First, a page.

Khatami's task has barely begun
July 30, 1999 (Middle East Economic Digest) President Khatami's economic
reforms have been more limited than the political changes he has introduced
in the past two years.
Restructuring of the "sick economy" frequently cited by the
president may have to await the right political conditions in another couple
Economic officials are nevertheless proceeding with the country's third
five-year plan due to start on 21 March 2000.
Few details are known of the plan being submitted to the majlis, but
massive privatisation and utilisation of foreign finance are among its
Key economic issues facing the government include:
* Unemployment - An estimated 800,000 young people enter the job market
every year. Khatami has specifically promised to address himself to this
problem, but economic growth will be, at best, 3 per cent this year. The
services sector, including computer programming, may be alleviating the
problem. Official estimates of unemployment in recent years range from
11-15 per cent.
* Non-oil exports - Revenue from such exports has been less than $ 3,000
million a year because of bad management, bureaucracy and unfavourable
foreign exchange rules. In 1999/2000, it may approach $ 4,000 million thanks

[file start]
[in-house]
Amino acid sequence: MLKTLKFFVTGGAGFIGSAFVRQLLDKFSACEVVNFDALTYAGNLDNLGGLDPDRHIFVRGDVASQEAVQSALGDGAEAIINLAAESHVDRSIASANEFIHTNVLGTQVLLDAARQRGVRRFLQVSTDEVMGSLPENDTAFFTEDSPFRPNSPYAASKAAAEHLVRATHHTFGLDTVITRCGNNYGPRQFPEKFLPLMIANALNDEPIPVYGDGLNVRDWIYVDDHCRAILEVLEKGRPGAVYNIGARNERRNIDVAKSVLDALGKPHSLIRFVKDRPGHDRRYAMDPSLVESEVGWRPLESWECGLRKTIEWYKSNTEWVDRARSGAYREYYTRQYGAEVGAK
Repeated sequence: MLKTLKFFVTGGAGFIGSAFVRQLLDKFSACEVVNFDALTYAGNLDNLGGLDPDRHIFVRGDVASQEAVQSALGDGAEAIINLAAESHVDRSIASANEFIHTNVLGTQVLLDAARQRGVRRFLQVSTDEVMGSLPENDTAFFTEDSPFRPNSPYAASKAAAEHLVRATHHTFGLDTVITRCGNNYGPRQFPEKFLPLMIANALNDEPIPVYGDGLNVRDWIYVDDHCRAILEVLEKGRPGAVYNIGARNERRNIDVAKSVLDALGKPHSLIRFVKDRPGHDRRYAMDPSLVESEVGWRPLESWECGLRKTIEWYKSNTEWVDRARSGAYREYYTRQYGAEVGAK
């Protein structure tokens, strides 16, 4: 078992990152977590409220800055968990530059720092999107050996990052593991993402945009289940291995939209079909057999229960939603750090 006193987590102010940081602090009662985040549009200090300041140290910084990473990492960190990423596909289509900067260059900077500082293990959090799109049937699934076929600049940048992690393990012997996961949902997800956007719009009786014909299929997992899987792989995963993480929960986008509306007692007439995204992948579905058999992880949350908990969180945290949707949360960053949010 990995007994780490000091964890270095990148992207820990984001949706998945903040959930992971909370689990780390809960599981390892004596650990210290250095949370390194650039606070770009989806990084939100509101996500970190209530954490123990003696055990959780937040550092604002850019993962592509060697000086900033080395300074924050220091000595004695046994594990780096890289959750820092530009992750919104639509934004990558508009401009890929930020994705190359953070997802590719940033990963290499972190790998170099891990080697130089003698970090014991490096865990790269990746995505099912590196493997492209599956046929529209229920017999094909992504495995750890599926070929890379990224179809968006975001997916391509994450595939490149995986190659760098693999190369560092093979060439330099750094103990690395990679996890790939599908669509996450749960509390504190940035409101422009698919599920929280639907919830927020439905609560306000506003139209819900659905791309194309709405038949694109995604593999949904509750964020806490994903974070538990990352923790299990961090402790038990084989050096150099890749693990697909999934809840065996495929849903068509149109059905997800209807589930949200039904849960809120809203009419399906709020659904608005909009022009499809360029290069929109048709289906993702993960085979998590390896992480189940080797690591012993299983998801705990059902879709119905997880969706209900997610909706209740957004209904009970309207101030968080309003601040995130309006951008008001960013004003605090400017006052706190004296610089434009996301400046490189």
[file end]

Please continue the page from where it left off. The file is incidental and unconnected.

to a relaxation of the exchange rules, but will continue to be limited.
The first two years of the Khatami government were beset by exceptionally
low oil prices, reducing hard currency revenue by about 40 per cent. Higher
oil prices so far in 1999/2000 indicate an oil income of about $ 13,000
million and a slightly brighter economic picture. In the early 1990s, annual
oil income reached about $ 20,000 million.
* Balance of payments - The country has been registering deficits in
its external accounts for more than a year. Hard currency shortages forced
Bank Markazi (central bank) in late 1999 to seek reschedulings of some
foreign debts already rescheduled in 1994, and to approach the IMF for
a possible "compensatory loan". This year's higher oil income
may help to reduce the deficit to below last year's estimated $ 2,000 million-2,500
* Currency - Important steps were taken in 1999/2000 to effectively
devalue the currency, thus opening the way for some economic restructuring.
A new official floating rate close to the black market exchange rate has
been used for most imports since June. The black market rate in late July
was about $ 1=IR 9,400, compared with $ 1=IR 4,500 in January 1998. Inflation
is rising and may exceed 20 per cent this year.
* Foreign investment - The biggest economic success of the Khatami government
has been to attract foreign investment into the oil and gas sector - bringing
the total to about $ 5,000 million since 1995. More such investment agreements
are expected to be announced in the second half of 1999 by international
oil companies that have generally reiterated confidence in the Iranian
energy sector despite the street unrest in July (see above).